LINGUIST List 9.1840

Thu Dec 24 1998

FYI: Eng/Jap speech rhythm, Semiotic Society

Editor for this issue: Jody Huellmantel <jodylinguistlist.org>


Directory

  1. Keiichi Tajima, Dissertation on English / Japanese speech rhythm
  2. alan harris, SEMCOM: JOIN SSA! (fwd)

Message 1: Dissertation on English / Japanese speech rhythm

Date: Wed, 23 Dec 1998 18:10:47 -0500 (EST)
From: Keiichi Tajima <ktajimacs.indiana.edu>
Subject: Dissertation on English / Japanese speech rhythm


I would like to announce that my doctoral dissertation, "Speech
Rhythm in English and Japanese: Experiments in Speech Cycling", is
now available on the Web. I have made compressed and uncompressed
PostScript versions available. If you are interested, please pick up
a copy at the following URL:

http://www.cs.indiana.edu/~ktajima/thesis-1s.ps (uncompressed, 2.3MB)

or

http://www.cs.indiana.edu/~ktajima/thesis-1s.ps.Z (compressed, 700KB)

A list of other publications is available at:

http://www.cs.indiana.edu/~ktajima/pubs.html

A brief abstract of my dissertation follows:


	Speech Rhythm in English and Japanese: 
			Experiments in Speech Cycling
		Keiichi Tajima
		Indiana University

Languages are felt to be spoken with different kinds of rhythm.
Linguists have proposed typological distinctions such as
"stress-timing" vs. "syllable-timing". Despite their intuitive
appeal, there is little phonetic evidence for the distinction.
Meanwhile, generative phonology does not clearly explicate how formal
representations of linguistic rhythm, such as metrical grids, are
phonetically interpreted.

This thesis compared the rhythmic organization of English and Japanese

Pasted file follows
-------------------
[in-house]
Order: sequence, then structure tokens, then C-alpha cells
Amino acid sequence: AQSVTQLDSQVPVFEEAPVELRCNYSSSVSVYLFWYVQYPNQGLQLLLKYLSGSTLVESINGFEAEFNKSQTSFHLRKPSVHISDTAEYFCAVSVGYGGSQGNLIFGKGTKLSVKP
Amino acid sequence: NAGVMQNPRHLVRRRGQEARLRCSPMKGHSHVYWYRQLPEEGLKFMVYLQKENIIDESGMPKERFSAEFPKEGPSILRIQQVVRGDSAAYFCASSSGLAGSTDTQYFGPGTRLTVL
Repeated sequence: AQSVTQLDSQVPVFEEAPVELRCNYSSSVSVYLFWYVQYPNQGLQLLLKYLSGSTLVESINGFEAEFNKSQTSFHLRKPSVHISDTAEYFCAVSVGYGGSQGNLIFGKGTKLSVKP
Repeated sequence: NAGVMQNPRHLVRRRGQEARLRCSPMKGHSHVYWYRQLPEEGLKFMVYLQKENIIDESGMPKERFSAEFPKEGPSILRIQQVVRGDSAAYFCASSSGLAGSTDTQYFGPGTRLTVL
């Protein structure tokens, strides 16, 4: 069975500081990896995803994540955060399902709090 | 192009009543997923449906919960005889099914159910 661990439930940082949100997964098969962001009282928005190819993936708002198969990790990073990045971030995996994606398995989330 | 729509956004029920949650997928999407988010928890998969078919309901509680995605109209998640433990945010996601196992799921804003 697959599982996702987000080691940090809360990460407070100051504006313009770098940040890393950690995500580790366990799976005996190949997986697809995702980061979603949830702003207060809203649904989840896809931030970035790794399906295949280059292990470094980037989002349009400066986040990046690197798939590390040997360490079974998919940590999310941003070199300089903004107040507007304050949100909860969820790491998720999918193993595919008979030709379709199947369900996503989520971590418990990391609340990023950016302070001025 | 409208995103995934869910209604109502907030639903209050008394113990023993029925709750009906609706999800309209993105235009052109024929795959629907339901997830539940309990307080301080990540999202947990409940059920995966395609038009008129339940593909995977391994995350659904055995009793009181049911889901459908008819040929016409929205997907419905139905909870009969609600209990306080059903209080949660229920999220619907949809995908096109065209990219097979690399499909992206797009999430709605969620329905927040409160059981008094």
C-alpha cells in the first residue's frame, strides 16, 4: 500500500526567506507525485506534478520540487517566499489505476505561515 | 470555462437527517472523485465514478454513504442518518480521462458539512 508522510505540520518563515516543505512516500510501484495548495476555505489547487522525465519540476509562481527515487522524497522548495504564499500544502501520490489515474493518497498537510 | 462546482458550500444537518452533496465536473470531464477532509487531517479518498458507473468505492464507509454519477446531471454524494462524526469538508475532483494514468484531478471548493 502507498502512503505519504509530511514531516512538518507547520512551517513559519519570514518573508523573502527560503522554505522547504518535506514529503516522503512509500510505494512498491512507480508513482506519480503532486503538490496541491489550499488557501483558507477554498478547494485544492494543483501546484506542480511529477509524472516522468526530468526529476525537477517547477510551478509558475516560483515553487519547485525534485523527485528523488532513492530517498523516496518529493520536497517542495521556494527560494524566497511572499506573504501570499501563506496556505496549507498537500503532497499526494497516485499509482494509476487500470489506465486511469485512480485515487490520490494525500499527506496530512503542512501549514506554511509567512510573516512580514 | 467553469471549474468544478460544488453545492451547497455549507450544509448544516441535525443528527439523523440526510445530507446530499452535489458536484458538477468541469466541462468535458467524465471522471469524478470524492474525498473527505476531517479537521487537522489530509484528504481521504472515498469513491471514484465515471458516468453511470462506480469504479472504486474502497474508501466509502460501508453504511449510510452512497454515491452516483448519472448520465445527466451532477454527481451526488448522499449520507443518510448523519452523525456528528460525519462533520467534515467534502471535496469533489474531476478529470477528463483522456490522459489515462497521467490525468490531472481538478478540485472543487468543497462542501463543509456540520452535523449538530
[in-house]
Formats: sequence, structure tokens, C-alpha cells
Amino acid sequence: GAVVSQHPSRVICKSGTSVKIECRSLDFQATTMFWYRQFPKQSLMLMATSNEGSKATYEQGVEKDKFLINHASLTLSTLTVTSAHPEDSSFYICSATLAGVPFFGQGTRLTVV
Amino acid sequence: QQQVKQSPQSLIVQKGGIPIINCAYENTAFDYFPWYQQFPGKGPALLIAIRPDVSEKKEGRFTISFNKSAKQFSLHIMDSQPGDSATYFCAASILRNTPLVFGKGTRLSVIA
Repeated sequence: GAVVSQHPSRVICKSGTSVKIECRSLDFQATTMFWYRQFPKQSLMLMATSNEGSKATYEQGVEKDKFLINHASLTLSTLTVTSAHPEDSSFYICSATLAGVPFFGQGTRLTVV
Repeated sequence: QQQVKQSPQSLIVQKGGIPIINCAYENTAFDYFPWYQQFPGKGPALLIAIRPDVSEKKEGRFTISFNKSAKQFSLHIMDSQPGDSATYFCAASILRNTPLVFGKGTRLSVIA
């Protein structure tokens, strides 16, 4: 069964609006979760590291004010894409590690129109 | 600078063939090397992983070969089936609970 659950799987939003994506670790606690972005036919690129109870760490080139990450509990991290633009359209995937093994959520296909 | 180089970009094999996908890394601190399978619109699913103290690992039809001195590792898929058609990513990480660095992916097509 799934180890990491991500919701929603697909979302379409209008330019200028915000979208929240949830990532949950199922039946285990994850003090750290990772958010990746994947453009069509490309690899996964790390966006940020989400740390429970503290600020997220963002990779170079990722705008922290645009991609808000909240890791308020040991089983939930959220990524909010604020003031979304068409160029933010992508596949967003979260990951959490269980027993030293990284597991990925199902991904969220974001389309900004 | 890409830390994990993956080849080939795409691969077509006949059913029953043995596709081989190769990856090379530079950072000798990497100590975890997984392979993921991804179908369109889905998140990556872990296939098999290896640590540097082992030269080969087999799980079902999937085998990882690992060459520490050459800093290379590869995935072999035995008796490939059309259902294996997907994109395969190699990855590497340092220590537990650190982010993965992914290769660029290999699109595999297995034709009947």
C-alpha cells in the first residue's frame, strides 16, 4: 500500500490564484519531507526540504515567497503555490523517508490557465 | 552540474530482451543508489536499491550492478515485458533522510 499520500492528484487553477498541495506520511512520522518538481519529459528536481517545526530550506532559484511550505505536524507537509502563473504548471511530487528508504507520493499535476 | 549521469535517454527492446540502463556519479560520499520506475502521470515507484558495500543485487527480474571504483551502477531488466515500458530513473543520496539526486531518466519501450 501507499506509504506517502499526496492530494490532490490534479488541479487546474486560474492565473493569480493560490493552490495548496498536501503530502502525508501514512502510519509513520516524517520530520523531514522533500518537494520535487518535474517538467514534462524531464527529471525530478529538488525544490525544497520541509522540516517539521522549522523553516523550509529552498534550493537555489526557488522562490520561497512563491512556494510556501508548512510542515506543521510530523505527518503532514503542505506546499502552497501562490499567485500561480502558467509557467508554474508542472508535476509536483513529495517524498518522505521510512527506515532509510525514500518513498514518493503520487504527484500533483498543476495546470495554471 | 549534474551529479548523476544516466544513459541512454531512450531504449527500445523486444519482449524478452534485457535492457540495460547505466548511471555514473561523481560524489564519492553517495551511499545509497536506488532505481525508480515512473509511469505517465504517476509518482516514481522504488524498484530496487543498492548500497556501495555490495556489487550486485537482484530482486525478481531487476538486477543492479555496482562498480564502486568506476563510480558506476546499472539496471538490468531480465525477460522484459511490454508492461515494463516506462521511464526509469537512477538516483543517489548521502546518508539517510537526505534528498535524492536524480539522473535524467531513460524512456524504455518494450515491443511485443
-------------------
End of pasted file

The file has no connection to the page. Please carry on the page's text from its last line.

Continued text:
using a novel experimental method, called "speech cycling", in which
subjects produce a phrase repeatedly in time with a controlled
metronome. The task induces overtly rhythmic forms of speaking, and
overcomes certain difficulties of finding physical correlates of
speech rhythm and its variation across languages.

Three speech cycling experiments were conducted with native English
and Japanese speakers. Experiment 1 found that both groups of
speakers prefer rhythmic patterns in which prominent syllables fall at
"simple harmonic phases", such as halfway or two-thirds of the way
between the start of successive repetitions. English and Japanese
differed, however, in the types of syllables that were prominent, and
thereby drawn toward simple harmonic phases. Experiment 2 showed that
initial syllables of foot-level units were more "temporally stable"
than were foot-internal syllables in both languages when inherent
vowel duration was used to "perturb" the timing of vowel onsets.
Experiment 3 found that English stressed syllables were more
temporally stable than were Japanese accented syllables when an extra
syllable was inserted into a foot-sized unit, suggesting that English
is more stress-timed than Japanese.

Altogether, this phonetic investigation of stylized forms of speaking
was shown to be an effective tool for understanding rhythmic
organization of speech across languages.

Thank you.

Keiichi Tajima, Ph.D
Indiana University
ktajimaindiana.edu
http://www.cs.indiana.edu/~ktajima/
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Message 2: SEMCOM: JOIN SSA! (fwd)

Date: Thu, 24 Dec 1998 03:16:37 -0800 (PST)
From: alan harris <vcspc005csun.edu>
Subject: SEMCOM: JOIN SSA! (fwd)


SEMCOM is an online bulletin primarily for dissemination of semiotic,
semiological, discursive, linguistic, visual and allied information
pertaining to the study of signs. It is solely owned and operated by
Alan C. Harris Ph.D. and is distributed free of charge to members of
the Commission on Semiotics and Communication, National Communication
Association, members of the Semiotic Society of America, and other
"fellow travelers" who request the service. . . // [If you would like
to be included in the SEMCOM list, please reply or send a note to
alan.harriscsun.edu with the command, "add SEMCOM", in the body.
tia, a.]
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